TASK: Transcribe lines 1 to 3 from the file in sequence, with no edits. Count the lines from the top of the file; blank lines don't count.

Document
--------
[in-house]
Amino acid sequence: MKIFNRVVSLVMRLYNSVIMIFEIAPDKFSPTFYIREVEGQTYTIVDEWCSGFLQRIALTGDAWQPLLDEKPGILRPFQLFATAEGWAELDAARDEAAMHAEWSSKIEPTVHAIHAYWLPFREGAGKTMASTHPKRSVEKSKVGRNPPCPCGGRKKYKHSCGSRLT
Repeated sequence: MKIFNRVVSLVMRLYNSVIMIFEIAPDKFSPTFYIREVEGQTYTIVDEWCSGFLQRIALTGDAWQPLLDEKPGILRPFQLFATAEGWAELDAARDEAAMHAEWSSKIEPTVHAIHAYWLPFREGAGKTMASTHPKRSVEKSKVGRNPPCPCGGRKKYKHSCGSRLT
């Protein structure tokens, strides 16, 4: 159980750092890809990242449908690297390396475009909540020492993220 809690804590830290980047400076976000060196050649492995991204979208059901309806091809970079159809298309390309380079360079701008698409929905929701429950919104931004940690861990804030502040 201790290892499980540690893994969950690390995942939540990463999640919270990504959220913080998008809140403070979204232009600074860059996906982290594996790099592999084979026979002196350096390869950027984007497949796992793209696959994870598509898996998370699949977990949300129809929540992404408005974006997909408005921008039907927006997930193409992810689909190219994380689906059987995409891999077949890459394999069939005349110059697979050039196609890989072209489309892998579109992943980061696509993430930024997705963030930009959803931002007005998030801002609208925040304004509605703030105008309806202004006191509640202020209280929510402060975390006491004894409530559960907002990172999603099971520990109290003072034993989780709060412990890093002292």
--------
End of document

[in-house]
Amino acid sequence: MKIFNRVVSLVMRLYNSVIMIFEIAPDKFSPTFYIREVEGQTYTIVDEWCSGFLQRIALTGDAWQPLLDEKPGILRPFQLFATAEGWAELDAARDEAAMHAEWSSKIEPTVHAIHAYWLPFREGAGKTMASTHPKRSVEKSKVGRNPPCPCGGRKKYKHSCGSRLT
Repeated sequence: MKIFNRVVSLVMRLYNSVIMIFEIAPDKFSPTFYIREVEGQTYTIVDEWCSGFLQRIALTGDAWQPLLDEKPGILRPFQLFATAEGWAELDAARDEAAMHAEWSSKIEPTVHAIHAYWLPFREGAGKTMASTHPKRSVEKSKVGRNPPCPCGGRKKYKHSCGSRLT